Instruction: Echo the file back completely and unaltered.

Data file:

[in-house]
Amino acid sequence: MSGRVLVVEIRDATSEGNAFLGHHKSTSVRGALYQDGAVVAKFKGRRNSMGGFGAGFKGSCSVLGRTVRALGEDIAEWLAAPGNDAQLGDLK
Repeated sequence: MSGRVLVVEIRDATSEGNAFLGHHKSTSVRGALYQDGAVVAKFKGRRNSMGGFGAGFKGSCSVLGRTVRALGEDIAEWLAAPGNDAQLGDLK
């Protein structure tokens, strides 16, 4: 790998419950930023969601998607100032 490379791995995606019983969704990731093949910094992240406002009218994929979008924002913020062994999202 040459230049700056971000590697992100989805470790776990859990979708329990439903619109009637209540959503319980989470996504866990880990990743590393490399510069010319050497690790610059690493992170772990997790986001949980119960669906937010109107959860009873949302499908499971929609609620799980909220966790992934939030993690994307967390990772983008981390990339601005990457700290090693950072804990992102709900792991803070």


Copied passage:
[in-house]
Amino acid sequence: MSGRVLVVEIRDATSEGNAFLGHHKSTSVRGALYQDGAVVAKFKGRRNSMGGFGAGFKGSCSVLGRTVRALGEDIAEWLAAPGNDAQLGDLK
Repeated sequence: MSGRVLVVEIRDATSEGNAFLGHHKSTSVRGALYQDGAVVAKFKGRRNSMGGFGAGFKGSCSVLGRTVRALGEDIAEWLAAPGNDAQLGDLK
């Protein structure tokens, strides 16, 4: 790998419950930023969601998607100032 490379791995995606019983969704990731093949910094992240406002009218994929979008924002913020062994999202 040459230049700056971000590697992100989805470790776990859990979708329990439903619109009637209540959503319980989470996504866990880990990743590393490399510069010319050497690790610059690493992170772990997790986001949980119960669906937010109107959860009873949302499908499971929609609620799980909220966790992934939030993690994307967390990772983008981390990339601005990457700290090693950072804990992102709900792991803070």